Many flooded property owners in Hoboken found themselves high and dry when it came to financial recovery. In her December 2012 testimony to the U.S. Senate Committee on Small Business and Entrepreneurship, Mayor Zimmer described “an insurance gauntlet” Hoboken faced “because the National Flood Insurance Program is not designed to meet the needs of the built urban environment.”

After Sandy: A Proactive Approach to Science-Based Policy

In August 2013, Mayor Zimmer released the Hoboken Resiliency and Readiness Plan.

Flood mitigation and stormwater management are crucial science-based components of the mayor's plan. This includes installation of “wet weather” pumps—an action the city had been delaying for years—as well as rain gardens and conversion of land to parks and open space with water retention facilities incorporated into the design.

Other elements of the mayor’s plan address energy resiliency, shoreline protection, critical facilities and infrastructure, emergency notification, public information access, building codes, and a local task force.

Hoboken’s recovery efforts and plans for resilience are not without caveats. The worst effects from sea level rise are not projected to occur for several more decades, and subsequent city leaders will need to sustain the efforts Mayor Zimmer has begun.

Rebuilding and planning for the extreme weather effects exacerbated by climate change will need to be inclusive of all Hoboken residents, including the most vulnerable. Political resolve in the city will be needed to resist overzealous waterfront developers. And policy makers at the state and federal levels must continue to support local preparedness and resilience efforts in communities like Hoboken.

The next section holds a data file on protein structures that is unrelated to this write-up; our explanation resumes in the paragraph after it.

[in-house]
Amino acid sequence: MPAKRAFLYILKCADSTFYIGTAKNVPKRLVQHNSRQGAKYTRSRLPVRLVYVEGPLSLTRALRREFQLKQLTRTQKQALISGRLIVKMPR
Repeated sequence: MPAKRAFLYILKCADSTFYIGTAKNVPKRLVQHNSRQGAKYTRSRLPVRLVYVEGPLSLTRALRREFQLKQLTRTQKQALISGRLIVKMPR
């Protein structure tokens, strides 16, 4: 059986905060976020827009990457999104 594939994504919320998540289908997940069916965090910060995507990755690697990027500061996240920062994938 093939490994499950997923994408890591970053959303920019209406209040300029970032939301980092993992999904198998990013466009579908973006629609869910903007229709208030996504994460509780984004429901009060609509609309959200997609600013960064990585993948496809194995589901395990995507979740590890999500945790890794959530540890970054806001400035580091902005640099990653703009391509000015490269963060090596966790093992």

Caveats aside, a year and counting after Superstorm Sandy, Hoboken is better prepared to respond to sea level rise in terms of local planning, leadership, community engagement, multilevel government policy coordination, and action. Mayor Zimmer’s proactive approach to science-based policy following Superstorm Sandy serves as a model for other leaders in coastal communities throughout the country, as they, too, contend with rising threats from climate change.

Before Sandy: Unsustainable Waterfront Development Costs the City Millions

Scientists and engineers warn city officials that conditions for proposed waterfront development are poor.
Development of the waterfront, including Sinatra Drive, moves forward despite warnings.
First collapse of the newly built Sinatra Drive.
Second collapse of Sinatra Drive.
Criminal indictments linked to waterfront development bribery scandal involving nearly $9 million.
Castle Point Park Walkway collapses.
Frank Sinatra Walkway collapses.
Newly elected Mayor Zimmer begins a turnaround towards more science-based policy by appointing a new City engineer not linked to bribery scandal.
Hurricane Irene floods Hoboken. The city responds by ongoing assessment of whether to build more “wet weather” pumps.

After Sandy: Science-Informed Policies Are Adopted

October 2012
Sandy’s record 14-foot storm tide causes unprecedented flooding and damage.
December 2012
President Obama establishes the Hurricane Sandy Rebuilding Task Force. Mayor Zimmer is appointed to the Task Force Advisory Group.
June 2013
President Obama releases his Climate Action Plan.
August 2013
Governor Christie vetoes proposed New Jersey legislation to allow risky development on Hoboken’s piers.
August 2013
Mayor Zimmer releases the Hoboken Resiliency and Recovery Plan.

Related resources